Helping the Inflicted Since 1990

Hard to believe that Therapy? is heading into their fourth decade as a band and I have been a fan for over 30 years.

The band dropped their 16th album today.  Yes, 16 albums.  That is an amazing feat for any band over the years that has survived all the fads that have passed, and they are still standing, feeling fresh and feeling that they still have something to say for their audience today.

Hard Cold Fire, was released today, and I had a chance to listen to it via the band’s listening party on YouTube earlier this morning while I await the LP/CD coming through the post box.  Looks like I am not getting it until next week, but I can wait!

My journey with Therapy? began way back in 1992.  The band had been around since 1989 and even though they were locals I wasn’t very clued up on the local scene.  Sometimes taking the attitude that local bands were rubbish and not worth listening to.

How wrong was I.  Think I first heard Teethgrinder as a single in the autumn of 1992.  It was like nothing that I have ever heard before.  Nurse got released in November of that year and I immediately bought it.  There was no other Irish band sounding like them and they quickly became favourites.

I have seen the band 22 times.  The first time at the Ulster Hall where they headlined on 21 December 1992 starting the Christmas tradition gig.  The place was rammed and with support from Silverfish and InDust it made a very loud evening of entertainment.

After that, I remained a fan of the band ever since.  The highlight for me being 1994’s Troublegum which many see as their breakthrough album.  They were just in the right place at the right time with grunge and alternative rock making breakthroughs into the mainstream.

The album had five bangers that were released as singles – Screamager, Turn, Nowhere, Trigger Inside and Die Laughing, all hitting the top spots in the UK and Ireland singles charts.

1995’s follow-up Infernal Love saw a different direction for the band.  It was no Troublegum mark 2 but it is still a good album.

They could easily have stuck to the same formulae for the success of Troublegum but when you look at what they released before – Pleasure Death, Babyteeth and Nurse all sound different which is a good thing.  You don’t want to keep doing the same stuff repeatedly.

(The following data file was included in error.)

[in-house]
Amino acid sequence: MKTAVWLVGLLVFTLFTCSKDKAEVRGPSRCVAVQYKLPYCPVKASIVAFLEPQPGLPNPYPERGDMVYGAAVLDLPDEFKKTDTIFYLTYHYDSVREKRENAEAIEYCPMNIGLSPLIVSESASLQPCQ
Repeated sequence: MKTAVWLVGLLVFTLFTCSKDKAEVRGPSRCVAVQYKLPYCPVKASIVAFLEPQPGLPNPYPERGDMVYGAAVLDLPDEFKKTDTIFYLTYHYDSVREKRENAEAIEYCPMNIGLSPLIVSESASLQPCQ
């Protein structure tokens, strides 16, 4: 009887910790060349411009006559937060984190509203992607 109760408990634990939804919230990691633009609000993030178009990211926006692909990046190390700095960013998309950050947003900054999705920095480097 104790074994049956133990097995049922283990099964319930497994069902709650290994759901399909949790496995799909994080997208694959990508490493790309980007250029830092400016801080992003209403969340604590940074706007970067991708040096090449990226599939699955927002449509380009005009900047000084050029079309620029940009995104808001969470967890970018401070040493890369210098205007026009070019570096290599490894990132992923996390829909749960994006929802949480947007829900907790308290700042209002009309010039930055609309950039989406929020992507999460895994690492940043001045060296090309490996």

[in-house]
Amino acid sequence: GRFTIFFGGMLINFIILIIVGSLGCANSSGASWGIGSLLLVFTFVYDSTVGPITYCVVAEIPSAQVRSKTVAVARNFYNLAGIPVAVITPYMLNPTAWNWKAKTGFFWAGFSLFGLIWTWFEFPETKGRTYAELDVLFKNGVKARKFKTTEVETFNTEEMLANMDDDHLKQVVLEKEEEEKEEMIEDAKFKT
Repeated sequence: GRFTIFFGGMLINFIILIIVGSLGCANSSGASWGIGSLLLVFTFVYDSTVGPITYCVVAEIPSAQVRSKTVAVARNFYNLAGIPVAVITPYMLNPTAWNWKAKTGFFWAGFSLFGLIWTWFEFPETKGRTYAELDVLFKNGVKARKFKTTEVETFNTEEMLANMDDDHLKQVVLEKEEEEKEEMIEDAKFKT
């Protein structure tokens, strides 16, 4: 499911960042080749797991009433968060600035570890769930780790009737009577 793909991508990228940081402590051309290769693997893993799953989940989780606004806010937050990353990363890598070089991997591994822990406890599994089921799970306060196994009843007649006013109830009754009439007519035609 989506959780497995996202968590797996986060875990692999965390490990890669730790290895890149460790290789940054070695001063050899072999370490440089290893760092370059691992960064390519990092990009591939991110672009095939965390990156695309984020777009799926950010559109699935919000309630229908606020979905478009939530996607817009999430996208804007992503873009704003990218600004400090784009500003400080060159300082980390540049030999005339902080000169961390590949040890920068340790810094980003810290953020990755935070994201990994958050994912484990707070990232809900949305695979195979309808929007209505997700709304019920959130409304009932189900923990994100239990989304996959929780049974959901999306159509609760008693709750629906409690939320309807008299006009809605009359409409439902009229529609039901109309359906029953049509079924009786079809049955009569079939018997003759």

Infernal Love had strings, cellos, and stuff that you wouldn’t have thought they would do but it was different, and it showed a different variety from the band.

They probably lost a lot of followers due to that and with Britpop in its heyday, it kind of felt that Therapy? didn’t fit in that mould.

That didn’t really bother me.  I was still happy to buy the singles and albums that followed.  Never once felt I was going to cut loose (pardon the pun!) here and stop listening to them.  The band alone are probably responsible for getting me into other bands that they have supported or even supported themselves.

Therapy? also championed local bands and on the third time they headlined at the Ulster Hall, support came from Ash (Downpatrick) and Joyrider (Portadown) who were just coming through.  Ash became another band to love, and I would say that both Therapy? and Ash kind of sum up my love for music from Northern Ireland during the 1990s that remains with me today.

I probably would never have heard of Helmet until I heard Troublegum and around that time I got listening to Helmet’s Betty and Meantime which are two other favourite albums from the 1990s. I met Page Hamilton from Helmet at a Dublin gig a few years ago and he spoke fondly of his brothers from Therapy? Helmet and Therapy? would be my bucket-list dream gig.

Another American band that they got me into was Clutch.  They supported them in Belfast once and were fantastic.

What I love about Therapy? is that each album they release is a snapshot in time of where exactly you are in your life.  No two albums are ever the same and each album resonates in a different way to you.

For example, the 2020 Greatest Hits album which came out at the height of the Covid pandemic sums up where I was at that time.  Looking forward to celebrating their 30th year, getting tickets for the gigs, seeing everything cancelled and going into lockdown.  It was very apt that their version of Joy Division’s Isolation brought it home.

We finally got to see the band for the 30th anniversary shows two years later to a sold-out crowd at Belfast’s Limelight.

It was during the set that Andy mentioned working on the new album and that night we got a preview of Joy which would become the first single to come from the new album, Hard Cold Fire to whet our appetite.

I am looking forward to getting my physical copies of the album next week (I’m patient!) and looking forward to seeing the guys on the road again this year, hopefully with some Irish shows penned in.

Hard Cold Fire is released on May 5 via Marshall Records. You can order online via

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